So, in my hurt and frustration, I would spend the next few days dropping hints that he still had a problem to solve. You know? Like slamming things around and making dinner for myself without offering him any. And if he didn’t respond, then I would have to escalate to making short, snippy remarks, because he was still failing to acknowledge how wrong he was…for….something…
I kept up this pattern for about two years, until both of us were miserable.
I wanted him to talk with me, but not out of obligation. I wanted him to WANT to have conversations with me, and I would keep him up late at night begging him to want me more. But, weirdly, Luke didn’t want to share space when I was behaving that way. He didn’t seem to enjoy being told to fix vauge stuff that was outside of his control anyway.
He didn’t like being responsible for my emotions.
If I had kept reading the same advice from the Marriage Counseling System, who knows where we would be?
But luckily, in 2010, a friend gave me something to read that actually helped. It started with a blog post in which the author wrote this:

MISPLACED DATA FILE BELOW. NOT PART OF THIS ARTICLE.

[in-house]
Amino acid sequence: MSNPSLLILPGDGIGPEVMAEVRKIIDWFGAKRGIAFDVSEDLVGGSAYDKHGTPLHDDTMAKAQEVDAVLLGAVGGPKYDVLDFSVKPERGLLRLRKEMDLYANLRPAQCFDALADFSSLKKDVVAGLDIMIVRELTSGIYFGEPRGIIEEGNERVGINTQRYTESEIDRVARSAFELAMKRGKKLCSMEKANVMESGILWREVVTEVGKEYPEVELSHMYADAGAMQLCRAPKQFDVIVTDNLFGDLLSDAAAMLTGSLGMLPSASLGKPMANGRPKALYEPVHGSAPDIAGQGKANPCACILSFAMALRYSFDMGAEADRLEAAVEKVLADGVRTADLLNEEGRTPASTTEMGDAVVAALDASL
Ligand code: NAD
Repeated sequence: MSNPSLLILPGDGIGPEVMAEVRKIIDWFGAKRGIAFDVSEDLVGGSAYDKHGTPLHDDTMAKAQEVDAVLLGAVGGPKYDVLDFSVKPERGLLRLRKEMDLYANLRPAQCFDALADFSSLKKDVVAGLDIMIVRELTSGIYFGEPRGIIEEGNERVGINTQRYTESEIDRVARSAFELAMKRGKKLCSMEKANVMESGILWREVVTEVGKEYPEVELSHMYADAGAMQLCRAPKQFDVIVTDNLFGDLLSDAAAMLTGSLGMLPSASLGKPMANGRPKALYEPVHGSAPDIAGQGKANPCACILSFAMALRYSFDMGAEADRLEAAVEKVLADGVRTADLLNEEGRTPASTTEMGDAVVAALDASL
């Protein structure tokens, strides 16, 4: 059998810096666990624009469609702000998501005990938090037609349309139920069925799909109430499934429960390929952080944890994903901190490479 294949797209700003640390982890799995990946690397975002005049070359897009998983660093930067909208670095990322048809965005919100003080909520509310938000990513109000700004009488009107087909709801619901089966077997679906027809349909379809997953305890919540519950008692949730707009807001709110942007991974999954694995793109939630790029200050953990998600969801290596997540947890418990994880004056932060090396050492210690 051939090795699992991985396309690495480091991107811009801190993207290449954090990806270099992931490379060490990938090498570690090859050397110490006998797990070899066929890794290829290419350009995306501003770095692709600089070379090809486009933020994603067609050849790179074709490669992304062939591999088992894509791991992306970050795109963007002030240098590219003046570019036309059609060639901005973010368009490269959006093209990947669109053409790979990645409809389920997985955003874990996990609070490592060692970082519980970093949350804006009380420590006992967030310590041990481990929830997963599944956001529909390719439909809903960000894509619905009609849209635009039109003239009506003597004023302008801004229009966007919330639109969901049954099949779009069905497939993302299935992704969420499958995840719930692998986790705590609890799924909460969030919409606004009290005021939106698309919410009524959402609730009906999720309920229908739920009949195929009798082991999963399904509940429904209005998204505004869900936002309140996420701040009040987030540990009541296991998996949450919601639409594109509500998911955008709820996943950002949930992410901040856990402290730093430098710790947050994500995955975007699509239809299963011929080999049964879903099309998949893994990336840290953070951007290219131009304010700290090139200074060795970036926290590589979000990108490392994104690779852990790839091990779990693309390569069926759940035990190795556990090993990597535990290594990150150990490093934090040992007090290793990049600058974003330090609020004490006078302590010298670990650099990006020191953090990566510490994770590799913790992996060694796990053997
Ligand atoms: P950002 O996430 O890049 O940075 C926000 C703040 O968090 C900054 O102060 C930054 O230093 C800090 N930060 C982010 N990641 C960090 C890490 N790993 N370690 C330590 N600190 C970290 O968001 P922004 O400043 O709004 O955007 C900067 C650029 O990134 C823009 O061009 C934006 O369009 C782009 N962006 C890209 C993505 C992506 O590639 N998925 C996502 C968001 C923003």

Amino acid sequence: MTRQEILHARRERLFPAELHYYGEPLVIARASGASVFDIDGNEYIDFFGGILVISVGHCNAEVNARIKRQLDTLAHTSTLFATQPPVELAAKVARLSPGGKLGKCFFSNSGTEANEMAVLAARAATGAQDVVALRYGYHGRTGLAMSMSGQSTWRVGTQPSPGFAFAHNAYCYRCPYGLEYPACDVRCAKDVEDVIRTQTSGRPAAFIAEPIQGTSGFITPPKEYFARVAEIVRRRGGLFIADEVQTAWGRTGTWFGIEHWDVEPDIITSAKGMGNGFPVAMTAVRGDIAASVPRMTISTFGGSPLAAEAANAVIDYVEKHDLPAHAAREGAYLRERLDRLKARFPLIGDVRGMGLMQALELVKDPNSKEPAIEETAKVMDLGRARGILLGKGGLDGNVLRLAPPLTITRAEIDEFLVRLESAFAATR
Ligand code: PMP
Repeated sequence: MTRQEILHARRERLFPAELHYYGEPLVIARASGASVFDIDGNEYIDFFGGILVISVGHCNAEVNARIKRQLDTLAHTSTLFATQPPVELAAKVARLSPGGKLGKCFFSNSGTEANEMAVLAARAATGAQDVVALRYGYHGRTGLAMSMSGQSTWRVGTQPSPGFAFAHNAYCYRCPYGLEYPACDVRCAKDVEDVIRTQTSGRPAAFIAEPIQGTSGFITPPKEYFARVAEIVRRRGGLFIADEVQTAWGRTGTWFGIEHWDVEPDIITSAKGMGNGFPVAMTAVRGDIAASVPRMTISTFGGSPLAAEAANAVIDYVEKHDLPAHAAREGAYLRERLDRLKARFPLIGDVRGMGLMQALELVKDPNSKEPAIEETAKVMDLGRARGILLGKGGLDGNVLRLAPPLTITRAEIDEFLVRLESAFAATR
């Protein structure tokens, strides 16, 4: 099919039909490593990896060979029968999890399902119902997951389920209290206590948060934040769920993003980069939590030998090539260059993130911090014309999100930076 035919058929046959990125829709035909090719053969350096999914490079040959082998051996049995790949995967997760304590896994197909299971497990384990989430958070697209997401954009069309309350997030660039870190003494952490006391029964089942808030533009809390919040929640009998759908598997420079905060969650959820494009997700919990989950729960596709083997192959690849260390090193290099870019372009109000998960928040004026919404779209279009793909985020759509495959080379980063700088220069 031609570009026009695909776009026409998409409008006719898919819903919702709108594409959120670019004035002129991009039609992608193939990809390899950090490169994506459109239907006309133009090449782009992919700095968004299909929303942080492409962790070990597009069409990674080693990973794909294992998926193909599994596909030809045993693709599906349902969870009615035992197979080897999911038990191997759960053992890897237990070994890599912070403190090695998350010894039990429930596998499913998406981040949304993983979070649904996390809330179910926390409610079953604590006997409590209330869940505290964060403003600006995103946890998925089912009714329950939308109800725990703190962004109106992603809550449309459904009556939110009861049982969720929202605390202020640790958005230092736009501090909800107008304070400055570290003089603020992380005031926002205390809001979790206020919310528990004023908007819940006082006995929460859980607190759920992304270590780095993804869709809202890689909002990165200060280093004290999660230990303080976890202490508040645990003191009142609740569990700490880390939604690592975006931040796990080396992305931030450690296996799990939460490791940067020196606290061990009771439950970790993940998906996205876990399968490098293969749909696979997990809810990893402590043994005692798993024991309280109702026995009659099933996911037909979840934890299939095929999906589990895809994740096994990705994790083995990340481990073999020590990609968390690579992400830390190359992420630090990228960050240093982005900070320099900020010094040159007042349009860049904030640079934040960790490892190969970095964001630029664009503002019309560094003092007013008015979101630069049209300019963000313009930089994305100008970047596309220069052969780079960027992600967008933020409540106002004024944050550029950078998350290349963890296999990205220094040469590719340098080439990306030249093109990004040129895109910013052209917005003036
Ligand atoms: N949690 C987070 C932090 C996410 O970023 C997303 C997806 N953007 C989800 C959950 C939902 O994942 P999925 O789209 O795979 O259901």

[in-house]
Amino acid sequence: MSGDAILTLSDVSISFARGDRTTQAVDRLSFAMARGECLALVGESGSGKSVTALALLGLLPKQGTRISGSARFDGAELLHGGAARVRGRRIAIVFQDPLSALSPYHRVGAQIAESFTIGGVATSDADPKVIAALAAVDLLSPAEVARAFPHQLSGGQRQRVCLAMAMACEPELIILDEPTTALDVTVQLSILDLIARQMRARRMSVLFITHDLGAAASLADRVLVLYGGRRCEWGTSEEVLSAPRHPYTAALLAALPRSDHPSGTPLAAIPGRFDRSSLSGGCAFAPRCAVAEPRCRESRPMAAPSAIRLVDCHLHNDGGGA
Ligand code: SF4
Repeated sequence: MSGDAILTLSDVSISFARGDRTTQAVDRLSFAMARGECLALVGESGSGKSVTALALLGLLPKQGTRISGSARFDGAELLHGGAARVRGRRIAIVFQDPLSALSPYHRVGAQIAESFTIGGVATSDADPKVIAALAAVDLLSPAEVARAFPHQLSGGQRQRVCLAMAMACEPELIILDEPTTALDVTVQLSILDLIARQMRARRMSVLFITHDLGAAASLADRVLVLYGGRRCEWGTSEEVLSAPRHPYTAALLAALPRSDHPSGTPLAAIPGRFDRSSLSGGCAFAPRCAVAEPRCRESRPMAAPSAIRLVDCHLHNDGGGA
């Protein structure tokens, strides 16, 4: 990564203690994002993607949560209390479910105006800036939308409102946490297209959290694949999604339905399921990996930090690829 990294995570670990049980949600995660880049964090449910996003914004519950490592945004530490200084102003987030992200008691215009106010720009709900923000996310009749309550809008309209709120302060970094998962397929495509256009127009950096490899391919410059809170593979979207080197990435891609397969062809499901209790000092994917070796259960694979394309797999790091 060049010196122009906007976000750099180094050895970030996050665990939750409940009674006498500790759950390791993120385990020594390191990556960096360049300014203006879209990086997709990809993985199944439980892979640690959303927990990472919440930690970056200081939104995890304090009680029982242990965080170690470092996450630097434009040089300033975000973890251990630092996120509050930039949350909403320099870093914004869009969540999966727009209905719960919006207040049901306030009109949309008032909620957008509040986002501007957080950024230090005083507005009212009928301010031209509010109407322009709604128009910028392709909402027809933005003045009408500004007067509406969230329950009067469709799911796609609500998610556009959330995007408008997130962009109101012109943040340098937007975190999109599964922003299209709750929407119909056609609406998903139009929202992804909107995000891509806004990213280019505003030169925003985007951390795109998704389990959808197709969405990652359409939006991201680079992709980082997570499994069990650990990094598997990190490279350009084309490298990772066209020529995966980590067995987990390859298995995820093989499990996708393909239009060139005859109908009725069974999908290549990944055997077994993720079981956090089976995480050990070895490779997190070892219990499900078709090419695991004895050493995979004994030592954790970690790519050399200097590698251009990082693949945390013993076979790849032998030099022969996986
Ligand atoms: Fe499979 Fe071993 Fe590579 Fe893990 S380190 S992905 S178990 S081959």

“Modern Christians have radically reframed marriage from the way the Bible does. Where the Bible shows the husband in headship and the wife as submissive, modern Christians have turned this upside down. The re-framing is so pervasive that most Christians have no idea that it has even occurred…
Husbands loving their wives has been transformed into a command that he make his wife feel loved. This subtle transformation turns a straightforward biblical command into an impossible task. After all, the wife herself is the only one who can pronounce whether she feels sufficiently loved. Only she can define the very meaning of the word love, in this context. As a result, Christian husbands are now held hostage. For example, if he watches a football game instead of doing what she wants him to do he isn’t making her feel sufficiently loved and is in violation of the biblical command.”
It hit me like a ton of bricks because I was unintentionally doing that! (Also, because football was one of the things that used to trigger me.)